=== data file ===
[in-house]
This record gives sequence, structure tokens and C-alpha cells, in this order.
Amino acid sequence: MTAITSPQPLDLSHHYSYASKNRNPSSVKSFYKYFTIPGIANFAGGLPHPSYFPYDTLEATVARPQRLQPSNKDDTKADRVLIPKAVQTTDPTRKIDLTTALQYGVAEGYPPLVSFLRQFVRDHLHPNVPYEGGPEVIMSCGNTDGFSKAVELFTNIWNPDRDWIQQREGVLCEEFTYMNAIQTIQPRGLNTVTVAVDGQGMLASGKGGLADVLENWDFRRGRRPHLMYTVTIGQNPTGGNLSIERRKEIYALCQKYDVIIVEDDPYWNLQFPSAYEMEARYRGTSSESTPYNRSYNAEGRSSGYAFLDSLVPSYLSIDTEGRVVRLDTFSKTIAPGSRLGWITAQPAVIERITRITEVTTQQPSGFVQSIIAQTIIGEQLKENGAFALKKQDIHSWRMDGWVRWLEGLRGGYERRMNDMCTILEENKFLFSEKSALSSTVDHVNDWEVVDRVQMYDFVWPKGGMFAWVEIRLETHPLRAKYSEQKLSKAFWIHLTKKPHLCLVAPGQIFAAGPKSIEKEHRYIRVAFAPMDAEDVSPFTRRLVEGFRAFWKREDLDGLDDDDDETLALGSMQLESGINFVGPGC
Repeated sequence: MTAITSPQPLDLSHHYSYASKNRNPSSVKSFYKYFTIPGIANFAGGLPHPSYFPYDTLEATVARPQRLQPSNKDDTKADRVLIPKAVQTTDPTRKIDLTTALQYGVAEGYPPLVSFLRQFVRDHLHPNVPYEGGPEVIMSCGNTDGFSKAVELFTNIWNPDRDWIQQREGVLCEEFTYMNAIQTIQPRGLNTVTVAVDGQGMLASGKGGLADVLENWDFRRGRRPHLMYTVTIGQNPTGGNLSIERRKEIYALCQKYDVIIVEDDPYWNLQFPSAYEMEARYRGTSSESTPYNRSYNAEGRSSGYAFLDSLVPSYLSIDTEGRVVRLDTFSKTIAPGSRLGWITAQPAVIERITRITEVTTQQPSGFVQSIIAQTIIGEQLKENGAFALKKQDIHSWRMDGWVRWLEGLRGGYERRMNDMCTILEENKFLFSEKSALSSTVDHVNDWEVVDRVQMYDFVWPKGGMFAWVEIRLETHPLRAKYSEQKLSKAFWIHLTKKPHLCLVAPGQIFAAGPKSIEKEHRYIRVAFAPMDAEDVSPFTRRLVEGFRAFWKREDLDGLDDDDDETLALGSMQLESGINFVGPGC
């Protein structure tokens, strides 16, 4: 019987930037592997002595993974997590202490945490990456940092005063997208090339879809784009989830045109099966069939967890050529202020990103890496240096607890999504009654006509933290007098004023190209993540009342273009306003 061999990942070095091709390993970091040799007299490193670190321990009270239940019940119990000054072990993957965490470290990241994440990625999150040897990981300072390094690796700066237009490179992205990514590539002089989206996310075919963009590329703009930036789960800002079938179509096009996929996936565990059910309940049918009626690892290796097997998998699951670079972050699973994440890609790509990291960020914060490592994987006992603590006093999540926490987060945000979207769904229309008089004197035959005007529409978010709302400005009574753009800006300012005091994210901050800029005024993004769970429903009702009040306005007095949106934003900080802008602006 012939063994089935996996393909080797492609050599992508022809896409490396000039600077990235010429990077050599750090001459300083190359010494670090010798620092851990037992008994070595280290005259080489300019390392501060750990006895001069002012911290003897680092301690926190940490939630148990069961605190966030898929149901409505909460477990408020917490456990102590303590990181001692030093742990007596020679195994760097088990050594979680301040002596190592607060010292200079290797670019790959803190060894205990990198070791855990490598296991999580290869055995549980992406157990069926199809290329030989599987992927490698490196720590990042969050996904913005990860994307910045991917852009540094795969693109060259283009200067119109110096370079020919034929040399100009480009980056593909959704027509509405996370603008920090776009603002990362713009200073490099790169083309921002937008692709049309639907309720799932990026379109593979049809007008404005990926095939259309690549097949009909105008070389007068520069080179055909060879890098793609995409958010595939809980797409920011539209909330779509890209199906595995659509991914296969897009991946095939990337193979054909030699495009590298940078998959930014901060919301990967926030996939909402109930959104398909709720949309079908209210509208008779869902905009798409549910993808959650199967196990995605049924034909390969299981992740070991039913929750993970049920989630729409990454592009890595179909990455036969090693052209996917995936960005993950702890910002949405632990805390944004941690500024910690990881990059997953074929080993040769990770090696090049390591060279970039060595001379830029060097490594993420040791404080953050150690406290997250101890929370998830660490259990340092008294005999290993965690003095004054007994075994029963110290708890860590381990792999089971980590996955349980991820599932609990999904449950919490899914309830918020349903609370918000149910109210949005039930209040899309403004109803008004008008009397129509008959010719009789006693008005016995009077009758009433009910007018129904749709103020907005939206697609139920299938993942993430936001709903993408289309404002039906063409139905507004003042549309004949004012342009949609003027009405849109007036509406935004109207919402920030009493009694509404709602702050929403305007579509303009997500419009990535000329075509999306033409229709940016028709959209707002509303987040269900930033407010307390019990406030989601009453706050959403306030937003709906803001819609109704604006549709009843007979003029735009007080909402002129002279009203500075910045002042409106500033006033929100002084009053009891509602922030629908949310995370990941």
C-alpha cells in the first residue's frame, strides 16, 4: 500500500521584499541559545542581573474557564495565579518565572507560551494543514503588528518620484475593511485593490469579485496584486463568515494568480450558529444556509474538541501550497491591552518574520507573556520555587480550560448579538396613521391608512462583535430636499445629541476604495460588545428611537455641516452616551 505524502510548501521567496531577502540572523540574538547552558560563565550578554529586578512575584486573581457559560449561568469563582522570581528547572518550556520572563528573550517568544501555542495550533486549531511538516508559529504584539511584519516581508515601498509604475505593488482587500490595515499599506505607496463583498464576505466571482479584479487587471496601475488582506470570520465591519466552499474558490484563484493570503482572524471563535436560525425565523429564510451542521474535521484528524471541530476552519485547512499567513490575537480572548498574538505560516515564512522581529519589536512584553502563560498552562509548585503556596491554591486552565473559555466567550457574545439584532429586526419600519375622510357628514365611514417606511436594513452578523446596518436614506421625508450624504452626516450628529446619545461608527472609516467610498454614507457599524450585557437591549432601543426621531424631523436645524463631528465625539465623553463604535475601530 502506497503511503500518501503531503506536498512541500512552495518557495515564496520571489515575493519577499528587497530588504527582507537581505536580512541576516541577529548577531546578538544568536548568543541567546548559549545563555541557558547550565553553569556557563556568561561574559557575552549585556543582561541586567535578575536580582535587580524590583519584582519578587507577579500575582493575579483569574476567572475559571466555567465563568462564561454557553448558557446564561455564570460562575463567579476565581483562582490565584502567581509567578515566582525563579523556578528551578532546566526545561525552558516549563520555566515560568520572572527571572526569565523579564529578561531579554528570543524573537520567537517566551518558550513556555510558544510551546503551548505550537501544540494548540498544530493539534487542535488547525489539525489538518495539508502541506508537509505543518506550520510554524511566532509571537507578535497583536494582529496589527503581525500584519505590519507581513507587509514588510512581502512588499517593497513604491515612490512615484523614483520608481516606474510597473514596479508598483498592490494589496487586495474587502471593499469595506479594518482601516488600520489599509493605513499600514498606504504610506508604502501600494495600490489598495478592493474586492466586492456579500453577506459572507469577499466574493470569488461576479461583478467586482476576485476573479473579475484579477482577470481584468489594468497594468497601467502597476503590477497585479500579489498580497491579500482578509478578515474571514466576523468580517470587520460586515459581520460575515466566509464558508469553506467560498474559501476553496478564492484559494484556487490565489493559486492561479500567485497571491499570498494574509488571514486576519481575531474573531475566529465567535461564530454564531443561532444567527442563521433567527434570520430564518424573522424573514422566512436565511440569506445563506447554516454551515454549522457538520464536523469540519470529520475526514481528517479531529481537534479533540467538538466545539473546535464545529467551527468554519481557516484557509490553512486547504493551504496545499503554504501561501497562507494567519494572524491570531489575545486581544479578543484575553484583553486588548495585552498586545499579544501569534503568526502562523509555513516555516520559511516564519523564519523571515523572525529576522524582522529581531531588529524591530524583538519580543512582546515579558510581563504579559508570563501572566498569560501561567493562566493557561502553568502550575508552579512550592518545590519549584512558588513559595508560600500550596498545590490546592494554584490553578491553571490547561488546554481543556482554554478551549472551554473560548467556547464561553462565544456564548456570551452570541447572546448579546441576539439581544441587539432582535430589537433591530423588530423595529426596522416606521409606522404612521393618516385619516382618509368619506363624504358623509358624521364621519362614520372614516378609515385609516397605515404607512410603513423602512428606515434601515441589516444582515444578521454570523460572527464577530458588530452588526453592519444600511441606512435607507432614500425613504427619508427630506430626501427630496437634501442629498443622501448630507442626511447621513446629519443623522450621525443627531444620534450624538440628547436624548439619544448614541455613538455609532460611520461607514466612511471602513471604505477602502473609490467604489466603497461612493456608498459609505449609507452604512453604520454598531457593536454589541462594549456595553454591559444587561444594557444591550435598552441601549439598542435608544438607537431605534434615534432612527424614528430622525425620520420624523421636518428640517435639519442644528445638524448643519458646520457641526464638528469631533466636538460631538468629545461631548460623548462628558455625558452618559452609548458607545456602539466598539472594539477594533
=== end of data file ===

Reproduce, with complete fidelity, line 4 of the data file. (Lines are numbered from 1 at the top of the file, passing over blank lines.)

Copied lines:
Repeated sequence: MTAITSPQPLDLSHHYSYASKNRNPSSVKSFYKYFTIPGIANFAGGLPHPSYFPYDTLEATVARPQRLQPSNKDDTKADRVLIPKAVQTTDPTRKIDLTTALQYGVAEGYPPLVSFLRQFVRDHLHPNVPYEGGPEVIMSCGNTDGFSKAVELFTNIWNPDRDWIQQREGVLCEEFTYMNAIQTIQPRGLNTVTVAVDGQGMLASGKGGLADVLENWDFRRGRRPHLMYTVTIGQNPTGGNLSIERRKEIYALCQKYDVIIVEDDPYWNLQFPSAYEMEARYRGTSSESTPYNRSYNAEGRSSGYAFLDSLVPSYLSIDTEGRVVRLDTFSKTIAPGSRLGWITAQPAVIERITRITEVTTQQPSGFVQSIIAQTIIGEQLKENGAFALKKQDIHSWRMDGWVRWLEGLRGGYERRMNDMCTILEENKFLFSEKSALSSTVDHVNDWEVVDRVQMYDFVWPKGGMFAWVEIRLETHPLRAKYSEQKLSKAFWIHLTKKPHLCLVAPGQIFAAGPKSIEKEHRYIRVAFAPMDAEDVSPFTRRLVEGFRAFWKREDLDGLDDDDDETLALGSMQLESGINFVGPGC